Devoted to the Propagation and Defense of New Testament Christianity
February 7, 1957

Show Us How It Can Be Done

Robert H. Farish, Lexington, Kentucky

Are those who oppose the "sponsoring church" arrangements, such as those of Broadway and Highland, under obligation to show how it can be done? That is, are we obligated to show how the Lord's church can have a national broadcast such as "Herald of Truth" etc.? The demand has come from several sources that we show how programs of this magnitude can be scripturally maintained.

Those who are engaged in defending such programs are proceeding on the assumption that the amount of money or means required to launch and maintain such things has nothing to do with the scripturalness of the things. They point out that the church has the duty to preach the gospel in all the world, hence any one who attempts to oppose a work because it is too big for any single congregation "moving in its congregational capacity alone" to accomplish, is guilty of legislating where the Lord has not legislated. Let us see about that — God has legislated by giving the organization through which the work (preaching the gospel and caring for the needy) is to be accomplished. That organization is the local congregation. God thus limited the extent of the work, legislated with reference to the magnitude of work to be undertaken by a congregation, by legislating the organization for the accomplishment of the work. The magnitude of the work is determined by the organization. Had God desired to accomplish this great work as a "joint operation" program he certainly could have given an organization commensurate with the work. The local congregation is not equipped by its designer to function on a universal scale. When misguided enthusiasts attempt to force the local congregation into a work which is out of proportion to that organization, they are guilty of perverting the Lord's organization. When the organization ceases to function in its appointed sphere it ceases to be the organization divinely designed. The elders, in their relation to the sponsored work, sustain the same relation to the contributing churches as they do to the "sponsoring" church over which only do they have a divine right of oversight.

Brother Benjamin Franklin wrote, "But if the Lord has given no plan for the purposes here specified, why ? Does the conclusion follow that we may adopt any that may seem best ? Not by any means. More likely for the reason that he did not intend any such plan or organization, and that the whole affair is an arrogant assumption. I take it that he legislated where legislation was needed, and where he did not legislate, it was not needed, nor intended. Why did not the apostles and first Christians proceed on this freedom, and legislate where the Lord failed to legislate, and do this great work which the scriptures left the people of God to do? The apostles understood it not in that way. They never did it in that way. This is a long leap in the dark — it is a strange precedent!"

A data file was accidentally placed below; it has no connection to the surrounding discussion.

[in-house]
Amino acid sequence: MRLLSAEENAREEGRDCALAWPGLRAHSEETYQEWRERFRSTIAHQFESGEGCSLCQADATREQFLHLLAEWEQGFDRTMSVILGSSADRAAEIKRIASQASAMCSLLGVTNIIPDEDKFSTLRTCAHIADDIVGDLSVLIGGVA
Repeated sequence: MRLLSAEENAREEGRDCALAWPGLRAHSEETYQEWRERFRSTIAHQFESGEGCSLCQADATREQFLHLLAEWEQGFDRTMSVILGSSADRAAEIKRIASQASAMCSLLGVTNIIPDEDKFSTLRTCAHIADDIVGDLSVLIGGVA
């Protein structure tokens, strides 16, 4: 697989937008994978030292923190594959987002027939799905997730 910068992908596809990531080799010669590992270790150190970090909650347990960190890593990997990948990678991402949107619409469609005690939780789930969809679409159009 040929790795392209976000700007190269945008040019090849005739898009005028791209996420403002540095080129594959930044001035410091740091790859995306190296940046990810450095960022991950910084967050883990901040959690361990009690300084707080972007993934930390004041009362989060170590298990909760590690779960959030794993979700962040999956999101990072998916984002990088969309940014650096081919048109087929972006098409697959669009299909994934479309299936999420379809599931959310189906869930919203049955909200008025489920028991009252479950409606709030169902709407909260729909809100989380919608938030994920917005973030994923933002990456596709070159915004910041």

Those who demand to be shown how such programs as "Herald of Truth" can be maintained, reveal that they have a denominational concept of the church. To successfully deny this, they must find their concept in the scriptures. When they do this they have established its divine origin and if it has a divine origin it is not denominational. In order to establish that their concept is scriptural they must find an organization in the scriptures which is commensurate to the scope of their concept. But if they have to appeal to denominational practices for their pattern, they show by their actions that their concept is denominational rather than scriptural. To whom do they go? Do they argue that the church at Jerusalem, Antioch or Corinth had such universal church programs? Not often. It is a rare thing for any one of them to try to prove their practice by the scriptures. Most generally they appeal to denominational practices to gain sympathy for their projects. The plea is frequently heard that the Catholic church has a national broadcast so why can't we? Thus they go to denominational practice for their pattern, a thing they would never do if they had not developed a denominational concept of the church.

Now for a plain direct answer to the question, "are we obligated to 'show how it can be done'?" No that is not our obligation at all. Our obligation is to teach the local congregation to function to the extent of its ability — "moving in its congregational capacity alone." I feel no more obligation to show our institutional minded brethren how they may "do it," than I do to show our modernist friends how we may have fellowship with those who refuse to respect the Lord's legislation of baptism. In both cases, my obligation is to show them the way of the Lord.

Ponder this: to what extent is pride the root from which these "super" programs spring?